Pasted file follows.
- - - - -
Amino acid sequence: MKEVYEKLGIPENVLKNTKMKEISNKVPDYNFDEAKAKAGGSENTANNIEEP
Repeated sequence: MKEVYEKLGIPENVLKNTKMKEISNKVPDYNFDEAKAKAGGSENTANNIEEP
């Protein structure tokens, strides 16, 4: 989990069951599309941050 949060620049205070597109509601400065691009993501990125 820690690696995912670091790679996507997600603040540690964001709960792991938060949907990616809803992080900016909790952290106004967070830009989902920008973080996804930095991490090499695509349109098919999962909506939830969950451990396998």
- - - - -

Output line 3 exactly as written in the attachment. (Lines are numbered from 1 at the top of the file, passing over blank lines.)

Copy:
């Protein structure tokens, strides 16, 4: 989990069951599309941050 949060620049205070597109509601400065691009993501990125 820690690696995912670091790679996507997600603040540690964001709960792991938060949907990616809803992080900016909790952290106004967070830009989902920008973080996804930095991490090499695509349109098919999962909506939830969950451990396998």